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Jones v. Berryhill

United States District Court, W.D. Kentucky, Louisville Division

March 12, 2018

NANCY A. BERRYHILL, Acting Commissioner of Social Security DEFENDANT


          Greg N. Stivers, United States District Judge.

         This matter is before the Court on Plaintiff's Objection[1] to the Magistrate Judge's Report and Recommendation (DN 17). For the reasons stated below, Plaintiff's Objection is OVERRULED, the Magistrate Judge's Findings of Fact, Conclusions of Law, and Recommendation (“R. & R.”) (DN 16) is ADOPTED, and Plaintiff's Complaint (DN 1) is DISMISSED WITH PREJUDICE.

         I. BACKGROUND

         A. Disability

         In February 2013, Plaintiff Willie A. Jones (“Plaintiff”) applied for disability insurance benefits alleging he had become disabled on September 23, 2012, as a result of back and spinal injuries. (Administrative R. 216-222, DN 8-1 to DN 8-10 [hereinafter R.]). On July 11, 2013, the Social Security Administration (“SSA”) notified Plaintiff that his benefits claims had been denied. (R. at 121-36, 155-58). Plaintiff requested reconsideration on August 30, 2013. (R. at 162-63). On October 8, 2013, the SSA notified Plaintiff that an independent review by a physician and disability examiner in the state agency had found the previous denial of benefits to be proper. (R. at 137-54, 164-71). Plaintiff requested a hearing before an Administrative Law Judge on October 9, 2013. (R. at 172-74). On November 13, 2014, Plaintiff participated in a hearing before Administrative Law Judge Roland D. Mather (“ALJ”). (R. at 86-120). The ALJ denied the claim, reasoning that Plaintiff had not been under a disability from September 23, 2012, through April 17, 2015, the date of the decision. (R. at 59-85).

         B. ALJ's Decision

         In reaching his decision, the ALJ evaluated Plaintiff's application under the five-step sequential evaluation process promulgated by the Commissioner. (R. at 62-85). First, the ALJ found that Plaintiff had not engaged in substantial gainful activity since September 23, 2012, the alleged onset date. (R. at 64). Second, the ALJ determined that Plaintiff's “degenerative disc disease, polyneuropathy, myopathy, and obesity” were “severe” impairments within the meaning of the regulations. (R. at 64-67). Third, the ALJ determined that Plaintiff did not have an impairment or combination of impairments that met or medically equaled one of the listed impairments in 20 C.F.R. Part 404, Subpart P, Appendix 1.[2] (R. at 67). Fourth, the ALJ found that Plaintiff had the residual functional capacity to perform light work, subject to limitations.[3](R. at 67-76). Relying on testimony from a vocational expert, the ALJ found Plaintiff unable to perform any of his past relevant work as a jailer. (R. at 76). Fifth, the ALJ considered Plaintiff's residual functional capacity, age, education, and past work experience as well as testimony from the vocational expert. (R. at 76-77). The ALJ concluded that Plaintiff was capable of performing a significant No. of jobs that exist in the national economy, and has not been under a “disability, ” as defined in the Social Security Act, [4] since the filing date of his application. (R. at 76-77). Plaintiff filed a request for review, which the Appeals Council denied. (R. at 1-6, 52-53, 58).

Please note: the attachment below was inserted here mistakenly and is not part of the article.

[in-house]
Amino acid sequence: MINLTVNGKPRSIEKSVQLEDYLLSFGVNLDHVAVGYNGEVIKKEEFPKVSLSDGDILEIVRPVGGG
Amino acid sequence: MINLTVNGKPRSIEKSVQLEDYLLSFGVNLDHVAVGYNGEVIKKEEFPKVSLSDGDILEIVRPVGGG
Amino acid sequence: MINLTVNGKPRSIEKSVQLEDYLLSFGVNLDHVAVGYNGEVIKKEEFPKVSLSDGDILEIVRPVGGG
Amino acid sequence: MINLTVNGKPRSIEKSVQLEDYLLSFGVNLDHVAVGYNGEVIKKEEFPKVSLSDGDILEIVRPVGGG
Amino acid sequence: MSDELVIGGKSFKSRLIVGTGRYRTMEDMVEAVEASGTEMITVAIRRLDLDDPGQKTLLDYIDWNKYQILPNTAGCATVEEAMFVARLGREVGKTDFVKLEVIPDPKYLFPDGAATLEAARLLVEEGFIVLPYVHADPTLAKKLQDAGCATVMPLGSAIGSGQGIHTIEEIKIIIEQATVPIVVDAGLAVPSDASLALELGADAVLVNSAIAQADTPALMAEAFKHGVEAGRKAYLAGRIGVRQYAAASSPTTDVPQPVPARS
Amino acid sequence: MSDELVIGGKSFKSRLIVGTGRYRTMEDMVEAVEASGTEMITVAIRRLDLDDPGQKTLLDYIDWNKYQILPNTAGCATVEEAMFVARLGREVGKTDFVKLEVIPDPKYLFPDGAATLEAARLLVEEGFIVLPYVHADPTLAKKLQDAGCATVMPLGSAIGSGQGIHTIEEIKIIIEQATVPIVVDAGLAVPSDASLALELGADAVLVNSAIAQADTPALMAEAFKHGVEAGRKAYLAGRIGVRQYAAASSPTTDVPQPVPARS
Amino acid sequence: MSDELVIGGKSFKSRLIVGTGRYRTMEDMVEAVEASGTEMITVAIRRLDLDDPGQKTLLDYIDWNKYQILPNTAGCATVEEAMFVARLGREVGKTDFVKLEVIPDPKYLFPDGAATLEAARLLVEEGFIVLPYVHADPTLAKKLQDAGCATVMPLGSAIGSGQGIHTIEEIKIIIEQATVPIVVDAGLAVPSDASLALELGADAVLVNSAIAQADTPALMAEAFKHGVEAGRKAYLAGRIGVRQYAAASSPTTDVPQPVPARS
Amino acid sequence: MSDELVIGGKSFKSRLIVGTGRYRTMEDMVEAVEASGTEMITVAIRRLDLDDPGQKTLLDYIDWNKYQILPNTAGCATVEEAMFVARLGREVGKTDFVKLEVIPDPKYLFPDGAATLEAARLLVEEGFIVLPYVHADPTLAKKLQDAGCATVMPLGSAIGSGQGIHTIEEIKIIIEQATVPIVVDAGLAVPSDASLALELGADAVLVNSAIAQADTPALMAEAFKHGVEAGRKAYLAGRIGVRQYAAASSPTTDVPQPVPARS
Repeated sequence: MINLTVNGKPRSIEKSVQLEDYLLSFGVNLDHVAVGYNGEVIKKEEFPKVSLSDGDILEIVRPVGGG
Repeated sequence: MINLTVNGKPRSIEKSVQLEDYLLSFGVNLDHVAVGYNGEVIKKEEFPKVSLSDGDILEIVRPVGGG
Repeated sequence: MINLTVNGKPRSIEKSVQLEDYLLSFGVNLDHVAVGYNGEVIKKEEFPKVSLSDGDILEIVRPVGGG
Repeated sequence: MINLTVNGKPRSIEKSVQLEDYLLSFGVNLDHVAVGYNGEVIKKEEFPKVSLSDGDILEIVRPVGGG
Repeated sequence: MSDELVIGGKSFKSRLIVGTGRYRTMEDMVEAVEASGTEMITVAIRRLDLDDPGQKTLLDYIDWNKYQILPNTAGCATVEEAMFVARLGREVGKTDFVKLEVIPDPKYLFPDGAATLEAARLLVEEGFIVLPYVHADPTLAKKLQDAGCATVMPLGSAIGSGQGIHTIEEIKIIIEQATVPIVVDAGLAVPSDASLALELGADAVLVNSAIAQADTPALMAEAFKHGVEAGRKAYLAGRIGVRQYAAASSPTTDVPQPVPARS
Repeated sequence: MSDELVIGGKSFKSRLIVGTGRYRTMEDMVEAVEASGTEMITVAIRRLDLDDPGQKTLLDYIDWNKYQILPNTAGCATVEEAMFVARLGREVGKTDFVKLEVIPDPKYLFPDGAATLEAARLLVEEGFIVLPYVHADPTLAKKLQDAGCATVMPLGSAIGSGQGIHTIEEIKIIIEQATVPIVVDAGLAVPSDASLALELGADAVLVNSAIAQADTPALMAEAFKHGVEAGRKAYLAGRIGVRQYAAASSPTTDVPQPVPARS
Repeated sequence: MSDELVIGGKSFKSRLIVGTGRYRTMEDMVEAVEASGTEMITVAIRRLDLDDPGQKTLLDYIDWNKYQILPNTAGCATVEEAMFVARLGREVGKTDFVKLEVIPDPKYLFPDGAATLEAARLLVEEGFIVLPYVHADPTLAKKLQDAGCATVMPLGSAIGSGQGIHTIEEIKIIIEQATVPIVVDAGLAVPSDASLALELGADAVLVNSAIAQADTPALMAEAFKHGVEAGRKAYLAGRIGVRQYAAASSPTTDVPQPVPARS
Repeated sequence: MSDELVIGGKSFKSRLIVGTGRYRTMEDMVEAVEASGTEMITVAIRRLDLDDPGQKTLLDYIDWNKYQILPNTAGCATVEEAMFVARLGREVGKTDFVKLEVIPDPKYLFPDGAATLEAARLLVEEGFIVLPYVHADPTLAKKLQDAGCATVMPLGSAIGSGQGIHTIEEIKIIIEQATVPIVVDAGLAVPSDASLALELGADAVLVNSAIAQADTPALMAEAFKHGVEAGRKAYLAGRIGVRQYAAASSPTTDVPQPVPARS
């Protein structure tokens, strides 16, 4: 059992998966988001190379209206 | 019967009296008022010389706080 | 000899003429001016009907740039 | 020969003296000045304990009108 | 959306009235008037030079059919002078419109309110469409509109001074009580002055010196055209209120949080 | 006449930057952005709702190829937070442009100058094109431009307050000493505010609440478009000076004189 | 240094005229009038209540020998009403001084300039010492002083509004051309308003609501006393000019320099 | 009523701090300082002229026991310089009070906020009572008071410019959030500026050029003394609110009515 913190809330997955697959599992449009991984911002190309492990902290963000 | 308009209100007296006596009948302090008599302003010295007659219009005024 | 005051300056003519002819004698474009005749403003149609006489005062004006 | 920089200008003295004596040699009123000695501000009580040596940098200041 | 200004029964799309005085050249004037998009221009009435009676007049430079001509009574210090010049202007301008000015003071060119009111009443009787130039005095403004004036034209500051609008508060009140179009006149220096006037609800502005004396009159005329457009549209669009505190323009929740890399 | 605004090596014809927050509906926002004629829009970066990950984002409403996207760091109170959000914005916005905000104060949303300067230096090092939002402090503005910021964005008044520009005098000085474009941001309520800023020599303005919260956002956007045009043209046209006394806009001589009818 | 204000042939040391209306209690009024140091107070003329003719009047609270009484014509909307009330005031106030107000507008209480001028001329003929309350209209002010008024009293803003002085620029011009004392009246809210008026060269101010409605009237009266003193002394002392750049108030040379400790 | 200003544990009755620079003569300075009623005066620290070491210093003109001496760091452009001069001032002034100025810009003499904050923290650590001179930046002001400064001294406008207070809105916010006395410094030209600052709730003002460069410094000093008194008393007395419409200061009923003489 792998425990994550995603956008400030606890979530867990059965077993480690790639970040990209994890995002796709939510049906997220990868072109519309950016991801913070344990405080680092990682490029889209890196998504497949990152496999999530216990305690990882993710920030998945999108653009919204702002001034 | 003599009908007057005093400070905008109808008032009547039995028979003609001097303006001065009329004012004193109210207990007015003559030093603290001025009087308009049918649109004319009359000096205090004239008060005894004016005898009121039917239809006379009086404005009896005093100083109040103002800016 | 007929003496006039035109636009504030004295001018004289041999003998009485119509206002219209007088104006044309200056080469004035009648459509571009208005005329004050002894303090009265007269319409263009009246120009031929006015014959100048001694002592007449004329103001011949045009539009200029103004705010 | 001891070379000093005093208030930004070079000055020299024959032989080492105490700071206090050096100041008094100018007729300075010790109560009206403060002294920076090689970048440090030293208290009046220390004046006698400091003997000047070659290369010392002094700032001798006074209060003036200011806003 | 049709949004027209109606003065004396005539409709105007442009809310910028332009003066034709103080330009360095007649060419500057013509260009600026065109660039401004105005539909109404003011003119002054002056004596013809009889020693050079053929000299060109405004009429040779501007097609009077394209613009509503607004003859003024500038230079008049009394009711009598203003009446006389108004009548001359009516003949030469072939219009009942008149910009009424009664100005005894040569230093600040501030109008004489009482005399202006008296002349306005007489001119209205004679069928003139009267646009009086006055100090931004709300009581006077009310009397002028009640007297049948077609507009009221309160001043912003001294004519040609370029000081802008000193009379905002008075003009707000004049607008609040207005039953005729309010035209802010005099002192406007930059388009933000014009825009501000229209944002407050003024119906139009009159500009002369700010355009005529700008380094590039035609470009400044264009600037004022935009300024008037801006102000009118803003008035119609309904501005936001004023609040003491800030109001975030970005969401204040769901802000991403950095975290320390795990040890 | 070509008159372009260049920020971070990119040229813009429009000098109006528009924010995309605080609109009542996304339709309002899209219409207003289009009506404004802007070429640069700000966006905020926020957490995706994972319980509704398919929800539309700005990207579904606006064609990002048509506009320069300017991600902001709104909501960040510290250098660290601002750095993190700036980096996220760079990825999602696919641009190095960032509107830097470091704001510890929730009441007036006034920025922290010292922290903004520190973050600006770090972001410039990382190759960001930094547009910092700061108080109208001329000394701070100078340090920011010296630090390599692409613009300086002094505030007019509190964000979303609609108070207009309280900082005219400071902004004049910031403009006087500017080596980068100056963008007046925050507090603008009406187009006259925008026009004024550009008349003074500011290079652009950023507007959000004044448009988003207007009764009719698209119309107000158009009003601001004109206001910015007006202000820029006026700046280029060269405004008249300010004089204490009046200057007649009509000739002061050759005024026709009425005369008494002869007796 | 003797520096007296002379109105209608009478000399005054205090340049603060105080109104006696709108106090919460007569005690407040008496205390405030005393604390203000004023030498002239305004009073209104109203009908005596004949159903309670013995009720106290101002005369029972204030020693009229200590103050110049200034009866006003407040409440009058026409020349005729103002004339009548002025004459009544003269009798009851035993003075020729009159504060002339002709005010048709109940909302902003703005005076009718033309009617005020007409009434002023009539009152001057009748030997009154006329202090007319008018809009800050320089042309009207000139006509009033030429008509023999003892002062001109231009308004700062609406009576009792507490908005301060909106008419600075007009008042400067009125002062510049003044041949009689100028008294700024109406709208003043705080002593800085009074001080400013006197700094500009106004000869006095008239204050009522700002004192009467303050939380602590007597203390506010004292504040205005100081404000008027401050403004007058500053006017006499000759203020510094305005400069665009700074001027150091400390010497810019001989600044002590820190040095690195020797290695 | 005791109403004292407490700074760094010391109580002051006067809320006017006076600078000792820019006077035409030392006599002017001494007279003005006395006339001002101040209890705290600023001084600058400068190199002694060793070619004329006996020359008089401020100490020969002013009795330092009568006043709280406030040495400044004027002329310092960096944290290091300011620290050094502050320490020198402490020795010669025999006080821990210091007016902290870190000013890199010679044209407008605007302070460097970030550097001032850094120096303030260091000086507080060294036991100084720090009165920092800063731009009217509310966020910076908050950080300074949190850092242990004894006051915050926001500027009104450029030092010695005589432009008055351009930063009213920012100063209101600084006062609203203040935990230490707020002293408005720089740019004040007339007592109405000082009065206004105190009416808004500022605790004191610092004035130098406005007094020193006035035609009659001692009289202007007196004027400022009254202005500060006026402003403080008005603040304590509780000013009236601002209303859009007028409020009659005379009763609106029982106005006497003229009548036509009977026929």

C. Plaintiff's Federal Claim

         Plaintiff filed suit in this Court seeking judicial review of the Commissioner's final decision. (Compl., DN 1). Following the filing of the administrative record and fact and law summaries from each party, Magistrate Judge Lindsay recommended that the final decision of the Commissioner be affirmed. (R. & R. 9).

         Plaintiff filed his objection to Magistrate Judge Lindsay's R. & R., and the Commissioner responded. (Pl.'s Obj., DN 17; Def.'s Resp. Pl.'s Obj., DN 19). This matter is ripe for adjudication.


         The Court has jurisdiction to examine the record that was before the Commissioner on the date of the Commissioner's final decision and to enter judgment affirming, modifying, or reversing that decision. See 42 U.S.C. § 405(g).


         District courts review the parts of a magistrate judge's R. & R. to which objections are raised de novo, and, in doing so, may accept, reject, or modify, in whole or in part, the R. & R. 28 U.S.C. § 636(b)(1); Fed.R.Civ.P. 72(b). This differs from the standard applied to the Commissioner's decision. That decision, rendered by an ALJ, is reviewed to determine “whether it is supported by substantial evidence and was made pursuant to proper legal standards.” Rogers v. Comm'r of Soc. Sec.,486 F.3d 234, 241 (6th Cir. 2007) (citations omitted). Substantial evidence is “such relevant evidence as a reasonable mind might accept as adequate to support a conclusion.” Richardson v. Perales, 402 U.S. 389, 401 (1971) (internal quotation marks omitted) (quoting Consol. Edison Co. v. NLRB,305 U.S. 197, 229 (1938)). Where substantial evidence supports the ALJ's decision, a court is obliged to affirm. Siterlet v. Sec'y of Health & Human Servs.,823 F.2d 918, 920 (6th Cir. 1987) (citation omitted). A court should not attempt to second-guess the factfinder with respect to conflicts of ...

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